“Despite his multiple congenital anomalies,” she said, “Jaylen has truly thrived and is doing very well because of his great parents and the multidisciplinary teams.”
Having good days and bad, Helton said she’s learned to take it one day at a time. Her son faces hand surgery this summer and then jaw surgery when he’s 2 or 3 so he’ll be able to get the breathing tube removed from his neck. She looks forward to being able to hear him talk and laugh.
“In this year I have learned more than I have ever learned in my entire life about things you really didn’t sign up for. You think, I wasn’t supposed to be a nurse, but as a parent you’re everything, and for that child you just will do anything.”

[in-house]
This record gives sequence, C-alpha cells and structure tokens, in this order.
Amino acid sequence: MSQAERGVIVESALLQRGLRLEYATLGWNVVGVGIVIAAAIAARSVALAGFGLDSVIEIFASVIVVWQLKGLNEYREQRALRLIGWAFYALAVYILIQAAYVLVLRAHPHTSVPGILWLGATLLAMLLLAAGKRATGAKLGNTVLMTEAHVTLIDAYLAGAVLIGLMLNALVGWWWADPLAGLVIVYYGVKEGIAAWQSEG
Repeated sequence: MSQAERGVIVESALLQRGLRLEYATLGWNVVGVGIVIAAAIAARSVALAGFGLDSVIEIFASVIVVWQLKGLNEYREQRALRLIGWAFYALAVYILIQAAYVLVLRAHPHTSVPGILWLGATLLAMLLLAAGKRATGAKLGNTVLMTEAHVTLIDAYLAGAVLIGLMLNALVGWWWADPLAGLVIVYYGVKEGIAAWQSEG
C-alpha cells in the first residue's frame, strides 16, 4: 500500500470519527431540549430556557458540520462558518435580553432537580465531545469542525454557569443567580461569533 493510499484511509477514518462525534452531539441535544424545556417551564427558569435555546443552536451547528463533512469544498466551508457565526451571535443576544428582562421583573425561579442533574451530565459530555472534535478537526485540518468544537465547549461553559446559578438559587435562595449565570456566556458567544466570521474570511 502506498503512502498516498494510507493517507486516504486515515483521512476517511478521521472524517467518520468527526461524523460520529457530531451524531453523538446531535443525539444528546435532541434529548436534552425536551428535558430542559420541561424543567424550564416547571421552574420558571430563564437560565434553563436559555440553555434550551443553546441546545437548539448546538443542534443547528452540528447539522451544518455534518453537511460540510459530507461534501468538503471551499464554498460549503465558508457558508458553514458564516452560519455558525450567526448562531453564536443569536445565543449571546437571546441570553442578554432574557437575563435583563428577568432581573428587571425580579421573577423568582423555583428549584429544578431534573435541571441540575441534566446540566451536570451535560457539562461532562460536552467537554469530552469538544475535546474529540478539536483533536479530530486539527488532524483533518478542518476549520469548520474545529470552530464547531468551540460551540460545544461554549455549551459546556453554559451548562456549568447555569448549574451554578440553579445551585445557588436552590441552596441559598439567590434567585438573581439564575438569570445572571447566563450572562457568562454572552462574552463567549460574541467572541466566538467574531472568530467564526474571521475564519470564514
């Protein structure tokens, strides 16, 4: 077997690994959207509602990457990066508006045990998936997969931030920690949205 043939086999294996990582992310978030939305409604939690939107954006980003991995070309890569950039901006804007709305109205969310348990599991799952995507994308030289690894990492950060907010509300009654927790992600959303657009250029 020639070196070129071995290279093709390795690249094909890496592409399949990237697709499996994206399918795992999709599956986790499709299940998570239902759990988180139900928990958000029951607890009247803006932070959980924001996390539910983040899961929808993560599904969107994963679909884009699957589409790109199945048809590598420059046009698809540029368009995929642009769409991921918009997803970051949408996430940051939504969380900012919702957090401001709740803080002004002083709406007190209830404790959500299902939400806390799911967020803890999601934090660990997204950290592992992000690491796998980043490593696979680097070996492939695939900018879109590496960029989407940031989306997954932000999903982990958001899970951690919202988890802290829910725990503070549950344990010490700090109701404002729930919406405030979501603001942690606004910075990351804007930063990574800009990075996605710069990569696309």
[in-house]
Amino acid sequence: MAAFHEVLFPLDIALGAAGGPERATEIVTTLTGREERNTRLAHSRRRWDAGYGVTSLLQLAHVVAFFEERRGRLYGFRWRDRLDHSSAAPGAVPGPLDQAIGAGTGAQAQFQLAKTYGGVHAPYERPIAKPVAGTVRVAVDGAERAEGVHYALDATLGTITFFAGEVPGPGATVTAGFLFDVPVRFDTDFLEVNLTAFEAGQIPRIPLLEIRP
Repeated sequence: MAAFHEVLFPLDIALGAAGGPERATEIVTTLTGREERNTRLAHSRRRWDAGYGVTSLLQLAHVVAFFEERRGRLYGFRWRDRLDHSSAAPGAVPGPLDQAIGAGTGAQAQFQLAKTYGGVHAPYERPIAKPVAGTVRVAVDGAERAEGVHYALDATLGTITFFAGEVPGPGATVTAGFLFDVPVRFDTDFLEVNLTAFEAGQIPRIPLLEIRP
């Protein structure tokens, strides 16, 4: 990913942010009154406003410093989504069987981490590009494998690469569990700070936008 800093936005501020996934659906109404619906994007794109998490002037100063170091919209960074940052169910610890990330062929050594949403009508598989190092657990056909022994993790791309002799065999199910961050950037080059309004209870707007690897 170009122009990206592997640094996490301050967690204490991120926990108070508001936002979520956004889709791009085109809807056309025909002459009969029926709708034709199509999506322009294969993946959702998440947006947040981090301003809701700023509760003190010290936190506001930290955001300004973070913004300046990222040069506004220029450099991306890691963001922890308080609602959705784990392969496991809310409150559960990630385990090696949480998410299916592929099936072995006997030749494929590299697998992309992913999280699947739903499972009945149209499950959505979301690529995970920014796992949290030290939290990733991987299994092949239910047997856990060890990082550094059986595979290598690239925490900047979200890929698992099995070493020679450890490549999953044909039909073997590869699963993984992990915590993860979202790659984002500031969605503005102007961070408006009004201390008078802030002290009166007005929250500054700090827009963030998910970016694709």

Her husband, Perry, is a school teacher and has been very supportive. They have a nurse who helps them care for Jaylen so they can have time to spend with their other sons. Helton just looks for something each day to be grateful for, she said.
“You just have to focus on that. Your baby is going to focus on your energy. Whatever you are, your baby is going to be. That’s what I have learned, too. You have to be strong. God put you in that situation for a reason, and you just got to be strong and inspire others who are going through something worse because there’s always someone who’s going through something worse.”
Her advice to other parents is to get good prenatal care, get second opinions and to follow their intuition if they think something might be wrong, especially when it comes to their baby’s future. “Just giving them a good start is critical. Their first breath is so important. It’s important that it is the right one.”
For more information about MUSC's Advanced Fetal Care Center, call 843-792-4477.